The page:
5. The tooth is restored – To permanently treat the teeth and restore your bite, the teeth will require a dental crown. Dental crowns are custom-made to fit your teeth and they require a few weeks to be fabricated.
So, you have to visit the dentist again once the fabrication of the dental crown is completed. Your dentist will remove the temporary dental filling and put the crown over the treated tooth to restore the teeth permanently. This will make the treated teeth as strong as it was before being infected.
How long does root canal recovery take?
Generally, root canal recovery doesn’t take long. Any mild discomfort or pain should be gone after a few days, and you should feel completely normal after a week or two. If you suffered from a severe tooth infection, your dentist might prescribe you antibiotics to kill the rest of the infection.
It is recommended you brush and floss as usual and uses an antibacterial mouthwash to keep the treated tooth clean and help it recover quickly. Also, avoid chewing with the treated tooth until you have the permanent crown in place.
What to expect after root canal treatment?
It is common to experience slight tooth sensitivity after root canal treatment for a few days following the procedure. Generally, these are easily handled with OTC pain relievers, and you should start to feel normal again after a week or two at the most.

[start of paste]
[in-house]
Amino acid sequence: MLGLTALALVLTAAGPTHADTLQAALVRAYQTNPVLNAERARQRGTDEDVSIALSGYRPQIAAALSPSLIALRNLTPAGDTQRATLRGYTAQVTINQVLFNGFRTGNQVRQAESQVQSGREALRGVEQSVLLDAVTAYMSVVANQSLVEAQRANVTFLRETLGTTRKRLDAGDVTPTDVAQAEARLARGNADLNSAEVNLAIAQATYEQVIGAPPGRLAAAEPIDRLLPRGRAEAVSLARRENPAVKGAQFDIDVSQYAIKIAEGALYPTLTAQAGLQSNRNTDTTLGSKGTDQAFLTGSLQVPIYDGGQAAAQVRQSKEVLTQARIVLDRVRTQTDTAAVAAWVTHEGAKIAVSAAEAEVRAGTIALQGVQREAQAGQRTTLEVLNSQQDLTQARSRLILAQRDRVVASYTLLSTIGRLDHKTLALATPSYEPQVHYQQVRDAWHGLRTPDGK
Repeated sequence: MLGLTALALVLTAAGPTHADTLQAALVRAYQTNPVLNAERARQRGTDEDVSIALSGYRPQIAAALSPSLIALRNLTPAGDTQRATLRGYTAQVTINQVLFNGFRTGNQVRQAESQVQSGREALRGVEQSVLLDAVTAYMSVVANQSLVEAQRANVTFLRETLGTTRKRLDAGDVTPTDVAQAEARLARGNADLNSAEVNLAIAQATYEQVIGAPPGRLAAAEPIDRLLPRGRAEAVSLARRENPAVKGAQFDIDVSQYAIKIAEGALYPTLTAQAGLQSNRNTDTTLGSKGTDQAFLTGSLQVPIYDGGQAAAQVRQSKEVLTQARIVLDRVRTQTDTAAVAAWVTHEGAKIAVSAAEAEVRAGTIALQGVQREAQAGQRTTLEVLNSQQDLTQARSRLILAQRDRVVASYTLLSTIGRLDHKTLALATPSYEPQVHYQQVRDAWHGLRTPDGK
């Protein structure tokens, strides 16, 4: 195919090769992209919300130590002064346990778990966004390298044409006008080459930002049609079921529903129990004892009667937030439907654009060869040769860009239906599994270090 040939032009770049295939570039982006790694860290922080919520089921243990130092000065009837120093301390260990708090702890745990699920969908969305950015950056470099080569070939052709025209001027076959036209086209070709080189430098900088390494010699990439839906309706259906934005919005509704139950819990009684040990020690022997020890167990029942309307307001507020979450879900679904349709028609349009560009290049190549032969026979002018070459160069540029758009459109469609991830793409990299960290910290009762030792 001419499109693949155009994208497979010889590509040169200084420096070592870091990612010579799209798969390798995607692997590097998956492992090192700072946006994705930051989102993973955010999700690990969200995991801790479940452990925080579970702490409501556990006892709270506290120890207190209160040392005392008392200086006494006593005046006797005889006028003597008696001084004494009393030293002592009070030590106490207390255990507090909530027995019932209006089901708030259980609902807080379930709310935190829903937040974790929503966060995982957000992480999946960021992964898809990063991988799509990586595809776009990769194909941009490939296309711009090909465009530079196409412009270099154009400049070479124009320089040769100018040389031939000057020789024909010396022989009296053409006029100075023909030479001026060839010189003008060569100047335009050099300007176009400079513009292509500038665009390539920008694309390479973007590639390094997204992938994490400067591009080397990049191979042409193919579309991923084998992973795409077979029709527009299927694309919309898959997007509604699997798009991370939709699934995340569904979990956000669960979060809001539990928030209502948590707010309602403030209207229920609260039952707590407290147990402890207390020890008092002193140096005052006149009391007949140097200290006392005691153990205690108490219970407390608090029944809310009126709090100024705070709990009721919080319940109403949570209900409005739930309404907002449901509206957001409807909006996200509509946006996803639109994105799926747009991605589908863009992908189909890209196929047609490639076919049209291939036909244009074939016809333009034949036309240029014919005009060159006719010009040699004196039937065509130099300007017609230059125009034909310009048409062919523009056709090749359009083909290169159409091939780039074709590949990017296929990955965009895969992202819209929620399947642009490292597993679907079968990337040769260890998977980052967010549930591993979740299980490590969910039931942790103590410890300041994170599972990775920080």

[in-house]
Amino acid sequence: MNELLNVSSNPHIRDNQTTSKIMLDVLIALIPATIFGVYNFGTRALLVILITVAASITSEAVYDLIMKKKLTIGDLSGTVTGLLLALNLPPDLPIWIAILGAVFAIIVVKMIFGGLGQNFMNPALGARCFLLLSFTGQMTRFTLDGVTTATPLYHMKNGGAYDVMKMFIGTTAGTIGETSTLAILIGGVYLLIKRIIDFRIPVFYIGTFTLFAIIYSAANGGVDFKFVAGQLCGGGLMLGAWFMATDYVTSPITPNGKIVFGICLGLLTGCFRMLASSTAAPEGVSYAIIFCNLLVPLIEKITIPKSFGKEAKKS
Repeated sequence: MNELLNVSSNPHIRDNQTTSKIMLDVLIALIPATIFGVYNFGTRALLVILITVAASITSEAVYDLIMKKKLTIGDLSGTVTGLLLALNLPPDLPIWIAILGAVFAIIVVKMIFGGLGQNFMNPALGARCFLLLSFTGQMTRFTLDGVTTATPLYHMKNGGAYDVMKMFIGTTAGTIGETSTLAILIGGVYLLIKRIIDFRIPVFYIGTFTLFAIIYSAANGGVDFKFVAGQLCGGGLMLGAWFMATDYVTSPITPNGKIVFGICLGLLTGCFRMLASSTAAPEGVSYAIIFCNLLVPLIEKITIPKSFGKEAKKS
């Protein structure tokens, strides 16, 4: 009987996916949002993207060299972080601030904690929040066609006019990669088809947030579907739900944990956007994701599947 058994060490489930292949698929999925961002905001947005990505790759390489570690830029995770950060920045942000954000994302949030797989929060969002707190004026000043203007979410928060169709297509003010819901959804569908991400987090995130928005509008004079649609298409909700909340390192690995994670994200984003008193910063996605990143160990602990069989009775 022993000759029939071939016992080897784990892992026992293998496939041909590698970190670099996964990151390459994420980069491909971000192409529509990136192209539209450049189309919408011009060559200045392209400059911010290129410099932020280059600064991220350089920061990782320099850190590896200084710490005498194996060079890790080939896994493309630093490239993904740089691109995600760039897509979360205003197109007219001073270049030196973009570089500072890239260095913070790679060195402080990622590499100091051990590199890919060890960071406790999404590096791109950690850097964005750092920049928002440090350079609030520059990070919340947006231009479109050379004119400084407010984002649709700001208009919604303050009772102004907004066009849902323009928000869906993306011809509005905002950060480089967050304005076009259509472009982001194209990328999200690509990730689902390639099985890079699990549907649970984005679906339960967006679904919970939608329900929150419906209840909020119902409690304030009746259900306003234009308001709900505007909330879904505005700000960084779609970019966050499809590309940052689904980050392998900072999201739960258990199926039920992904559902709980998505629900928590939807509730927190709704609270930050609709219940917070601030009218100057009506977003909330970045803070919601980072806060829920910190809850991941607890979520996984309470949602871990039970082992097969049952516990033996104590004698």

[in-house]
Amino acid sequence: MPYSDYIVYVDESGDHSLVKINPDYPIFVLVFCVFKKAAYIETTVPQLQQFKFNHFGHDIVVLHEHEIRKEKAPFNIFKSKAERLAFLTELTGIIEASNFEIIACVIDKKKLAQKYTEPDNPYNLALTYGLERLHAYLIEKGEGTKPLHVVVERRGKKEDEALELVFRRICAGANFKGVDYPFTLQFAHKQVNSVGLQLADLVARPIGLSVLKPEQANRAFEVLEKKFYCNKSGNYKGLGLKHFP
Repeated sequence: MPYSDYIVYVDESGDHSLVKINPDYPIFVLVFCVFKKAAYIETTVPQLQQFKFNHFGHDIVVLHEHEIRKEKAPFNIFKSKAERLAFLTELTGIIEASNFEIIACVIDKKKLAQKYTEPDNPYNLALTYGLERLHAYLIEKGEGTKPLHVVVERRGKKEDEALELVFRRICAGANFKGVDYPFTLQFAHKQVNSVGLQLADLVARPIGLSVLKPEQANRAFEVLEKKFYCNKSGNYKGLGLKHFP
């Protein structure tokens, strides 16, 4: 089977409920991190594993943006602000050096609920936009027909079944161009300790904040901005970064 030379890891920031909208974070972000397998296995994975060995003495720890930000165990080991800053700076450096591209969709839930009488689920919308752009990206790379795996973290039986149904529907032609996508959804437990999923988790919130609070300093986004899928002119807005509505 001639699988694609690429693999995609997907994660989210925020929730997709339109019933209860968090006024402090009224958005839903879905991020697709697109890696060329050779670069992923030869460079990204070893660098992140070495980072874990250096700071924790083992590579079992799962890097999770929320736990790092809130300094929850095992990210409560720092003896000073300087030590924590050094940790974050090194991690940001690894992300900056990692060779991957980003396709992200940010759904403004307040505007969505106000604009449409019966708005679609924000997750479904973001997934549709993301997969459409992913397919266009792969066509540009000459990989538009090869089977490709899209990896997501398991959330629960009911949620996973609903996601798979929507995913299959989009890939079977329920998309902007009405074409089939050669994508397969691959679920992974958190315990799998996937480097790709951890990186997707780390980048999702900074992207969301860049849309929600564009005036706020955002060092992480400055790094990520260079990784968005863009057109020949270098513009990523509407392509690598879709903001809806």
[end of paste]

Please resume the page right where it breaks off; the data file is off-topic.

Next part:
However, you should inform your dentist if you experience severe pain, sinus problems, swollen gums, pus or drainage and other symptoms since it indicates that the root canal treatment has failed. Your dentist will examine the tooth again and determine what needs to be done to fix the problem.
How should you prepare for root canal treatment?
Generally, it is recommended you follow the guidelines recommended by your dentist to prepare for the root canal treatment and reduce the risk of any complications. Here are the best practices that you can follow before the root canal treatment:
1. Take any medications as prescribed to you by the dentist – Your dentist might prescribe you anti-inflammatory and antibiotics medication to deal with the toothache and reduce the infection before the date of the root canal treatment. Thus, ensure you take your medicines as prescribed.
2. Eat a healthy meal before the treatment session – After the root canal treatment is completed, you would not be able to consume any food for a while due to the effect of the local anaesthesia. Thus, it makes sense to eat some food a few hours before the session.
3. Avoid smoking – It is recommended you avoid smoking for a few days leading up to the day of the root canal treatment since tobacco products lower the effectiveness of your body’s ability to heal itself. It is better if you can stop smoking permanently.
At Iqaluit Dental Clinic, we believe you should not delay root canal treatment if you suffer from a severe tooth infection to prevent further damage to the teeth and the gum. The symptoms of tooth infection include constant toothache, swollen gums, sensitivity to heat and cold, pain when pressure is applied, and more.